5. Institutional Initiation -- There was a time when that function of the UMC was very important. That time is no more. How long has it been since we started a new institution? There will be no new UMC colleges, no new child or elder care agencies. Even the ones we have are increasingly distant from the church. They are all quasi-government agencies. They could not operate without government money. How could we start a new institution when we're barely able to start a new congregation once in a while? New congregations spring up all the time without denominational backing, however. It almost appears that denominations are a hindrance to founding new congregations because folks within denominations who might have the will and oomph to start new churches wait around for the denomination to do it.
The writing on the wall says that the only way the UMC can save its life is by losing it. It's clear that God is not telling us to spend our resources trying to survive, or to control the denomination, or to keep others from control, or by dividing the denomination "with a fair distribution of resources." The only fair distribution of a church's resources is the total distribution of those resources in the service of Christ. The alternative to survival and control and division is to make the witness of losing our life in order to save it.
Yet Another Suicide Mission
by William J. Abraham, Albert Cook Outler Professor of Wesley Studies at Perkins School of Theology, SMU firstname.lastname@example.org
McFarland is right that unresolved conflict is a negative witness, that we are amnesiac about our unique heritage, . . . that the appointive system has its vices, that we do not have the backbone to start, say a new university, and so on. But . . .
I read McFarland's call as symptomatic of a death wish in certain quarters. Many folk are beaten, fed up and alienated. They bet the bank on the wrong horses in the sixties, and they are now left penniless and in despair.
This is not the time for some panicky act of division. The real issue [at GC2004] on the "conservative" side was less a division than a generous exit strategy for those opposed to church law and doctrine that was brilliantly exploited by their opponents. [The conservatives] now see clearly that renewal and division are incompatible: you cannot renew a church you are leaving. [The conservatives] are in it for the long haul.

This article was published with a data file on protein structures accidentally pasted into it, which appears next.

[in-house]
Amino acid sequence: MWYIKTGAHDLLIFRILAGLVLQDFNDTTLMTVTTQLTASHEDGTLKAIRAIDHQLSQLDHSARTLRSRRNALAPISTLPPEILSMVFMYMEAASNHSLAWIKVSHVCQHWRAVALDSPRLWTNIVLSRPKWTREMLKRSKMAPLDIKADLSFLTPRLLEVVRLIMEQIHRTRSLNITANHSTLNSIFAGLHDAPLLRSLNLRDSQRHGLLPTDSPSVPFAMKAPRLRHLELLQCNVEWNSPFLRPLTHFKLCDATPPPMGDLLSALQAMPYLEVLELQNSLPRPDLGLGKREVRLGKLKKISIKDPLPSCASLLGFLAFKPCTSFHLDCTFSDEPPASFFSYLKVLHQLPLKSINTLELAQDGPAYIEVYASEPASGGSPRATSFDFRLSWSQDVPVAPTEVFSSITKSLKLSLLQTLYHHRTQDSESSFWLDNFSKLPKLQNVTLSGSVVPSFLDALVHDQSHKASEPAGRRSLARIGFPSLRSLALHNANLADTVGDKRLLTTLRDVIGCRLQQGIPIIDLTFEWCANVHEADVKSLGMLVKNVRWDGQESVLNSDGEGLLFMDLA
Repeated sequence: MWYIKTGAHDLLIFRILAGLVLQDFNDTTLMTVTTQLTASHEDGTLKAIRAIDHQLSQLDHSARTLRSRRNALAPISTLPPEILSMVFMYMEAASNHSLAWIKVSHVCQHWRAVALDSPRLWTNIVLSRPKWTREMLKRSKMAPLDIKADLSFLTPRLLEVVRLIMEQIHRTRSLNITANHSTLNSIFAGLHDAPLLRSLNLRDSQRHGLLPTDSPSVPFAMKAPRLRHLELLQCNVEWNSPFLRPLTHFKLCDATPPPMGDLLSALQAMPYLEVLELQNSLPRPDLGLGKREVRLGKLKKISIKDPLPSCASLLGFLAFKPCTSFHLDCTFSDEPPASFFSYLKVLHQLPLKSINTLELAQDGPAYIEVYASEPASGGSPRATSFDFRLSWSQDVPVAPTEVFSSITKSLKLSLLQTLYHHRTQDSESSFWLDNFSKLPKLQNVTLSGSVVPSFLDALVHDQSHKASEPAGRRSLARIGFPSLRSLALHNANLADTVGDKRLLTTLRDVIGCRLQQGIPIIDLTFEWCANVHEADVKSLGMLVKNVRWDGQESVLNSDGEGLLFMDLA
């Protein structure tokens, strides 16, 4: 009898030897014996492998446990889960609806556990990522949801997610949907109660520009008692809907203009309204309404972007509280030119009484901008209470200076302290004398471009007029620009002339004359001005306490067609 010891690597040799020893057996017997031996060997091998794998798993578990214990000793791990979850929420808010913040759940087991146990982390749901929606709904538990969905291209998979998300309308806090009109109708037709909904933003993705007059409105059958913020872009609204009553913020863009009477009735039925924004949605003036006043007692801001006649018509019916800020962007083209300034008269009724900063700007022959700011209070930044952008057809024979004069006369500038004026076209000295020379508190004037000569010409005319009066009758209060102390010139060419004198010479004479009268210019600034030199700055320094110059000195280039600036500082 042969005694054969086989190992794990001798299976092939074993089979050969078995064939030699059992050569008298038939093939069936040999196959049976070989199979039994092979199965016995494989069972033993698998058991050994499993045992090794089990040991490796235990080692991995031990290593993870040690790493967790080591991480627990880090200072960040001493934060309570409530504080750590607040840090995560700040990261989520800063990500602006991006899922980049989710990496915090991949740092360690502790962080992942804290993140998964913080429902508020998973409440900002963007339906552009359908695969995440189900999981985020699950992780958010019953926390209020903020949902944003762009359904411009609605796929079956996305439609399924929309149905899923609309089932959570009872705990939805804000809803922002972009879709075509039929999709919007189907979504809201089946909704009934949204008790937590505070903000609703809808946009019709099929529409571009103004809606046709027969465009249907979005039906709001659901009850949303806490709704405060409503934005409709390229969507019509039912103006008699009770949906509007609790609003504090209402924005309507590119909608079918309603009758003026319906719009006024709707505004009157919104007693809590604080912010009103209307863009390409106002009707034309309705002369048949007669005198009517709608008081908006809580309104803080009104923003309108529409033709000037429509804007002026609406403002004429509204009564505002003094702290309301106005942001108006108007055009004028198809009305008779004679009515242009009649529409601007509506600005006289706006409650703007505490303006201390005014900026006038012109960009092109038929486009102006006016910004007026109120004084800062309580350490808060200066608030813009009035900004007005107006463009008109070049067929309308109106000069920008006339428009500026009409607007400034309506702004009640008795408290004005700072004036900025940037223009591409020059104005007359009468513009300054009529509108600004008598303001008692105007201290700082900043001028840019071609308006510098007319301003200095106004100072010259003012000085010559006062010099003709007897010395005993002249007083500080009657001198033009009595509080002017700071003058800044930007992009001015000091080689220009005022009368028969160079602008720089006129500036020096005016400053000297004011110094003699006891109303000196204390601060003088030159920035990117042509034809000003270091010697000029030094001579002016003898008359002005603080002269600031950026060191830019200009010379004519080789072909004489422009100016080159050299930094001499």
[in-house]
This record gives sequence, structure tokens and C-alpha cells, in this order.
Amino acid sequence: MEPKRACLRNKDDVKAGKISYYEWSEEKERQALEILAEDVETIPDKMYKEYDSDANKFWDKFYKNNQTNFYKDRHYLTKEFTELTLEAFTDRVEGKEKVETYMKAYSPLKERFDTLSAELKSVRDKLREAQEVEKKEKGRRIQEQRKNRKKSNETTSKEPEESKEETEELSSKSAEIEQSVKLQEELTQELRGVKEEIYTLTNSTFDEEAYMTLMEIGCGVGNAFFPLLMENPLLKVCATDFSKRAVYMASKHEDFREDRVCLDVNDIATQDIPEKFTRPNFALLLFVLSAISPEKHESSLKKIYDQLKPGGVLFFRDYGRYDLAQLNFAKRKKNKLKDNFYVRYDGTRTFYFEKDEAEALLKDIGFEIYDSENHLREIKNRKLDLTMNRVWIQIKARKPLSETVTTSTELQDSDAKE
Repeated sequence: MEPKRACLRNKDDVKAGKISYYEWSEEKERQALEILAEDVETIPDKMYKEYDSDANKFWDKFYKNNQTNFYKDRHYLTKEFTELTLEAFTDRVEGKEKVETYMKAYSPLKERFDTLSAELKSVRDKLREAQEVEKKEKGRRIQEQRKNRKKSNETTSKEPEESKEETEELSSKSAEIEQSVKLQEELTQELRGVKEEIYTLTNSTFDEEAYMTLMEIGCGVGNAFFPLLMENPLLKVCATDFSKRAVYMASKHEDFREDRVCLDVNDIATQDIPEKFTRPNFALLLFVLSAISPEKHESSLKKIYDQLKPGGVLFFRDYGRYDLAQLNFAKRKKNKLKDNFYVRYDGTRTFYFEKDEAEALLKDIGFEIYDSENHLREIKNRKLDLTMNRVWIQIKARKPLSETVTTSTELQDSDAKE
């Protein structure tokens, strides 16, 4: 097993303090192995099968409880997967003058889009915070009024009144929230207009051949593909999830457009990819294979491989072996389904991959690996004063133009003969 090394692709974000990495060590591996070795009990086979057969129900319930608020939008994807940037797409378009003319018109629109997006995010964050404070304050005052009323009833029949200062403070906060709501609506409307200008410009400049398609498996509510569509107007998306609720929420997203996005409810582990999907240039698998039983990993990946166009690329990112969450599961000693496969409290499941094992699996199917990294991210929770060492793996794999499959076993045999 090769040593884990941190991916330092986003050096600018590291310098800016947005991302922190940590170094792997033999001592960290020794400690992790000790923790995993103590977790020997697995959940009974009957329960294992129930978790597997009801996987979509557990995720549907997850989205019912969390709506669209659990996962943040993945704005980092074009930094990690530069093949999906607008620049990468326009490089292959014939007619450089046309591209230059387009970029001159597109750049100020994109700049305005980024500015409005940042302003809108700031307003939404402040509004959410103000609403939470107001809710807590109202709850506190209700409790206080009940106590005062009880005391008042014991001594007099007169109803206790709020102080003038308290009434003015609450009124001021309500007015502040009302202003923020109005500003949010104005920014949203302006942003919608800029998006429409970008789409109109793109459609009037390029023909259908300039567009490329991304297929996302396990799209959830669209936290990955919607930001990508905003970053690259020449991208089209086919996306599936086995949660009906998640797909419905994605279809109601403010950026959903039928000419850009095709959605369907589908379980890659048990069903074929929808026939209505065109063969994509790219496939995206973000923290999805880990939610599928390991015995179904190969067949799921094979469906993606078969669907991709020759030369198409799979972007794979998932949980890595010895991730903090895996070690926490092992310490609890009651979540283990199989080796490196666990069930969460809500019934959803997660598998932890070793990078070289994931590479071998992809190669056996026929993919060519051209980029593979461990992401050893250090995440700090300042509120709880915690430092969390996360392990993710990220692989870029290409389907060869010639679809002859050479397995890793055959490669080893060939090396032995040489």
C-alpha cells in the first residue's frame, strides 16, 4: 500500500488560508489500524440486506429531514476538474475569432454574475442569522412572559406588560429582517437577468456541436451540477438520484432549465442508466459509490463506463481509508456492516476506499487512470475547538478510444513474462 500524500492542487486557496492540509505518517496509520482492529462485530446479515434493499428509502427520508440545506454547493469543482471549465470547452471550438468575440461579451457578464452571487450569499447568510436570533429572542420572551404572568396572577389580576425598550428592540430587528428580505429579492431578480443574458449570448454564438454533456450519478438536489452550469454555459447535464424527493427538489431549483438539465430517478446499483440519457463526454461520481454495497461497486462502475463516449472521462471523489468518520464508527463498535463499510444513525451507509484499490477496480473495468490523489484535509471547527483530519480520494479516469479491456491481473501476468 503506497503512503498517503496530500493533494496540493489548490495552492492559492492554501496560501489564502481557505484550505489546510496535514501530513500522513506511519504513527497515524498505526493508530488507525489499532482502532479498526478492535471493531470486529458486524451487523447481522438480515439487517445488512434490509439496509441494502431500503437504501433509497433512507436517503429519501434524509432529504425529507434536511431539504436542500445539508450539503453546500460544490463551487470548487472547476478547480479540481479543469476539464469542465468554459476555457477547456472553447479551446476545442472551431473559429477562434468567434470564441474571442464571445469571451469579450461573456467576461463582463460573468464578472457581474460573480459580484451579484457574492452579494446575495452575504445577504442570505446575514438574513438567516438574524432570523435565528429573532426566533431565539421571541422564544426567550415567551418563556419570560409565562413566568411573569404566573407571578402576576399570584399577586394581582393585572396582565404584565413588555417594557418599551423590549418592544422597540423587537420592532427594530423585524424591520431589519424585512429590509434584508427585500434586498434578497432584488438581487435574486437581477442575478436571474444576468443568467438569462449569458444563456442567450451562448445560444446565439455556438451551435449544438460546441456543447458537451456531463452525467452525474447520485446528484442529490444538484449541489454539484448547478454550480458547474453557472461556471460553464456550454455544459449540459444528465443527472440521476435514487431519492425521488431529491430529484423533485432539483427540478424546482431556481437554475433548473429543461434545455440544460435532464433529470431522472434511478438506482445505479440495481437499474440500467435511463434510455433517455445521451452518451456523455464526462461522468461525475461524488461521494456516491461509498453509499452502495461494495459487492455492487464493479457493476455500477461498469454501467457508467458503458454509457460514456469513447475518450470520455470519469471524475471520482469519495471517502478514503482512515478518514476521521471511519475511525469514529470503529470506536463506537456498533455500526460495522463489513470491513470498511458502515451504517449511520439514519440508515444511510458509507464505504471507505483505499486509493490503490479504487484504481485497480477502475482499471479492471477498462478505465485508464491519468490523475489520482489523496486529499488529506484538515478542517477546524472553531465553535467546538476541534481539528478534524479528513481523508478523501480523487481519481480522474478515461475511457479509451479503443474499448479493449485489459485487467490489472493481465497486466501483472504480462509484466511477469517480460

McFarland is right that we are at another critical moment in our history. We have collapsed from within into caucuses and renewal groups; our ecumenical hopes have been dashed; leadership has become terrified of charges of racism and sexism; our mission work abroad has forfeited its trust; we are laden down with bureaucracies; we have lost our center of gravity; a mischievous conspiracy theory about the conservative side of the church invented by folk who should know better stalks the land; trust is in short supply; bishops are sources of disunity rather than unity; division remains a real possibility.
Our sense of identity as a denomination has been destroyed by forces from within and without. Our ecumenical fantasies have teamed up with internal fragmentation to bring us to the brink of death.
However, the other half of the story is that the caucuses and renewal groups had important wrongs to put right. Our decline has awakened us to the crucial importance of making disciples. Our spiritual poverty has driven us to beg, borrow and steal in the arena of spiritual formation. Evangelicals have begun to take their place at the table.
We need to stop whining and apologizing for our existence. It is time to move forward and find our voice as a serious Christian denomination, as a communion within Christianity.
Is the Cost of Unity Too High?
by Cathy Knight, Executive Director of [Greg Dell's pro-homosexual] Church Within a Church based in Chicago, Illinois Cknight72@aol.com
I can agree that the church is making a negative witness, but for more personal reasons than Mr. McFarland states. The UMC is emotionally and spiritually hurting people.
The conflict that exists in the UMC is taking on an increasingly bitter, sharp and divisive tone.
Choosing a denominational theme -- "Open Hearts, Open Minds, Open Doors" -- while we legislate against our lesbian and gay sisters and brothers who are called to and qualified for ordained ministry is a cost too high for me. Limiting effective pastoral practices while legislating reactionary morality, creedalism and literalism is the present and future of The United Methodist Church. These costs highlight the divide between those satisfied to stay in our church and those running from it.
We're Not There Yet
by Stephen Rankin, Associate Professor of Religious Studies and Campus Minister at Southwestern College, Winfield, Kansas email@example.com
On the whole, I think Mr. McFarland's diagnosis is sound. His prescription (to dismantle the church) is a bit premature.
. . . where I disagree: Mr. McFarland generalizes over much in a couple of important ways. For example, he's right to say that a significant number of United Methodist institutions (such as college) are increasingly distant from the church. He's wrong to say that they are "quasi-government agencies." I teach at a church-related college and . . . we are by no means a quasi-government agency (even if our students receive government-funded grants).
My own problem with [a suggestion to divide into two denominations -- one liberal and one conservative,] comes when it gets right down to deciding where I would fit. I'm considered a conservative by some of my peers . . . Yet, [liberals and I] disagree on only a few points, none of which produce any desire to separate.
If we can, let's stay together. If we can't, then let's do what Mr. McFarland suggests. I don't think we're there yet.